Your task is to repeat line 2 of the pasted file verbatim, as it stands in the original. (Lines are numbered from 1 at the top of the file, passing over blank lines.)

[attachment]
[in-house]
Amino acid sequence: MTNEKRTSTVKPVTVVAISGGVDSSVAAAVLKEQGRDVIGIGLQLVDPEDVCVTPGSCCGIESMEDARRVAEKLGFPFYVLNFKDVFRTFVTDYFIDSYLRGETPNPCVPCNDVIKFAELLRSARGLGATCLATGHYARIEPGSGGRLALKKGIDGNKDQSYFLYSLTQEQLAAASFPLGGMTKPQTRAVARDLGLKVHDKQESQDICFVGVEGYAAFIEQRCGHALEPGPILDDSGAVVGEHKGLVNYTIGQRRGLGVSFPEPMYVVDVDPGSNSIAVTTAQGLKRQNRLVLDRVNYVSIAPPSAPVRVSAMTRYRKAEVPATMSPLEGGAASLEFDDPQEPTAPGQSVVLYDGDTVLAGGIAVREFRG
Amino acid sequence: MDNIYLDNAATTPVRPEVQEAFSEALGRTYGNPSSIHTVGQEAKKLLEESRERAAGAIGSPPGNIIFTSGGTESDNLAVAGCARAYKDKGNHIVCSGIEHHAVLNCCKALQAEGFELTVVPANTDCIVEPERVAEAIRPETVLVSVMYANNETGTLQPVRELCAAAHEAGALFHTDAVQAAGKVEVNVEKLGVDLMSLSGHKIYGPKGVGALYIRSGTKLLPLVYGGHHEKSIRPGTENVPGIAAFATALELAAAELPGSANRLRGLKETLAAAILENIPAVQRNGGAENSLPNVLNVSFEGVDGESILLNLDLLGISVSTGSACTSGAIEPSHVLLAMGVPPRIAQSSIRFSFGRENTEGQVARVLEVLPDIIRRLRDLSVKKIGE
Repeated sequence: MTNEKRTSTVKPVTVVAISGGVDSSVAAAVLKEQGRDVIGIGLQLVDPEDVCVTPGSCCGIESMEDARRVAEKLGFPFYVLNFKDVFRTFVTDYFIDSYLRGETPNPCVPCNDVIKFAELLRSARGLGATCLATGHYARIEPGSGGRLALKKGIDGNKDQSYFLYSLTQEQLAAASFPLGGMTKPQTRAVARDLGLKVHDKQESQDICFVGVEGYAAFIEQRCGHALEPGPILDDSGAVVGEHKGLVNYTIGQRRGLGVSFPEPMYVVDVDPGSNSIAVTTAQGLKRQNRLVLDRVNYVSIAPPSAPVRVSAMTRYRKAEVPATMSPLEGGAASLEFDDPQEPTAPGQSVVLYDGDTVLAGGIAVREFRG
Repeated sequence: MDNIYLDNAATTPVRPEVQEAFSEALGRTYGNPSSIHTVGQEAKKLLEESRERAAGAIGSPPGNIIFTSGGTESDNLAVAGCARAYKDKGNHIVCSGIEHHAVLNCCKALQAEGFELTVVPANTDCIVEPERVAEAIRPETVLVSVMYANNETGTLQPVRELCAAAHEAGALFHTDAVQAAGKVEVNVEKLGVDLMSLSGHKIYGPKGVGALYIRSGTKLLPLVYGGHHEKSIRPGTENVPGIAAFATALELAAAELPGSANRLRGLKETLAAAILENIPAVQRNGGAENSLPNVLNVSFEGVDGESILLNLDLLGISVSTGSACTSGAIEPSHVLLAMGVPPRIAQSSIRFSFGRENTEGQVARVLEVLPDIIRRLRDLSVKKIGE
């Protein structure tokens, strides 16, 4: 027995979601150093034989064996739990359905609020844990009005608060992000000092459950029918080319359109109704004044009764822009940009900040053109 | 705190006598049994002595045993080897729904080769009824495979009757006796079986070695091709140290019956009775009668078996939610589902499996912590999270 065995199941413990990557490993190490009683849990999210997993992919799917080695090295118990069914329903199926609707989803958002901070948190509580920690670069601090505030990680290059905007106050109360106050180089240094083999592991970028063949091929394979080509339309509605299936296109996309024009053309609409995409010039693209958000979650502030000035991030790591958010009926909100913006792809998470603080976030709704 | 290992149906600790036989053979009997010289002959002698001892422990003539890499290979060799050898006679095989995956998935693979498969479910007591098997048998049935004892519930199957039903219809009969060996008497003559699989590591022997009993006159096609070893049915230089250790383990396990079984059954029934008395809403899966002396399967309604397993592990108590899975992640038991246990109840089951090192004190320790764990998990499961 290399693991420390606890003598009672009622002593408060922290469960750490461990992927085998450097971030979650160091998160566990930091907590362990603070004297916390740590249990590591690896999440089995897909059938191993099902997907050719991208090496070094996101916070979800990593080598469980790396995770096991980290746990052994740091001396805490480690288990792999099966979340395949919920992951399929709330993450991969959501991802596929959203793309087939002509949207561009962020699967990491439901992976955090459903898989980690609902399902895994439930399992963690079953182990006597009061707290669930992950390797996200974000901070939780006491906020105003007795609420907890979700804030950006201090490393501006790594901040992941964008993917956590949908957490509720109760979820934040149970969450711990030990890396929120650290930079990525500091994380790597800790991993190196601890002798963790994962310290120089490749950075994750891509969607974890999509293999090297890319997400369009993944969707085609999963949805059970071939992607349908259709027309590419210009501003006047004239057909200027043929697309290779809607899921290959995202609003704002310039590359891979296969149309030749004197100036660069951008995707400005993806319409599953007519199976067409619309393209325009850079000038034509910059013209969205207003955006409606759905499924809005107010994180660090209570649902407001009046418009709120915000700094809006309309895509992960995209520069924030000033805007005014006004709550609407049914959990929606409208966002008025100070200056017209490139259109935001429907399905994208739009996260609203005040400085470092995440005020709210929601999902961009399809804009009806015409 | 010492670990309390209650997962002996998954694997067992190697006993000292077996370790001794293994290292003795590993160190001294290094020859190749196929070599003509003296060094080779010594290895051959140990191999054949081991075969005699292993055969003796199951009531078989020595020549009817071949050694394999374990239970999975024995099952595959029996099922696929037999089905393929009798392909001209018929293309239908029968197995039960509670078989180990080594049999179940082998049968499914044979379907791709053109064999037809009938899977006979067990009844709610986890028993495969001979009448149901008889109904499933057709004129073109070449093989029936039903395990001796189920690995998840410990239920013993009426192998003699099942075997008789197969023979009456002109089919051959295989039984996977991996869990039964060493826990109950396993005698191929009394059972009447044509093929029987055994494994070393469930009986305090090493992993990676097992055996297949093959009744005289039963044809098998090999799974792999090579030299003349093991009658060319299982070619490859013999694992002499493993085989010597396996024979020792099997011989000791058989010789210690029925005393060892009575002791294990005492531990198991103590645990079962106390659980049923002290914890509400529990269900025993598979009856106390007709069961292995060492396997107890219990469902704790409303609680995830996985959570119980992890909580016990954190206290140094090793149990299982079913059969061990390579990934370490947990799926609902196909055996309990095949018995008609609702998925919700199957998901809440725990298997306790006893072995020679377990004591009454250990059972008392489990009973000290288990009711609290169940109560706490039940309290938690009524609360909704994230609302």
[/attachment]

Amino acid sequence: MTNEKRTSTVKPVTVVAISGGVDSSVAAAVLKEQGRDVIGIGLQLVDPEDVCVTPGSCCGIESMEDARRVAEKLGFPFYVLNFKDVFRTFVTDYFIDSYLRGETPNPCVPCNDVIKFAELLRSARGLGATCLATGHYARIEPGSGGRLALKKGIDGNKDQSYFLYSLTQEQLAAASFPLGGMTKPQTRAVARDLGLKVHDKQESQDICFVGVEGYAAFIEQRCGHALEPGPILDDSGAVVGEHKGLVNYTIGQRRGLGVSFPEPMYVVDVDPGSNSIAVTTAQGLKRQNRLVLDRVNYVSIAPPSAPVRVSAMTRYRKAEVPATMSPLEGGAASLEFDDPQEPTAPGQSVVLYDGDTVLAGGIAVREFRG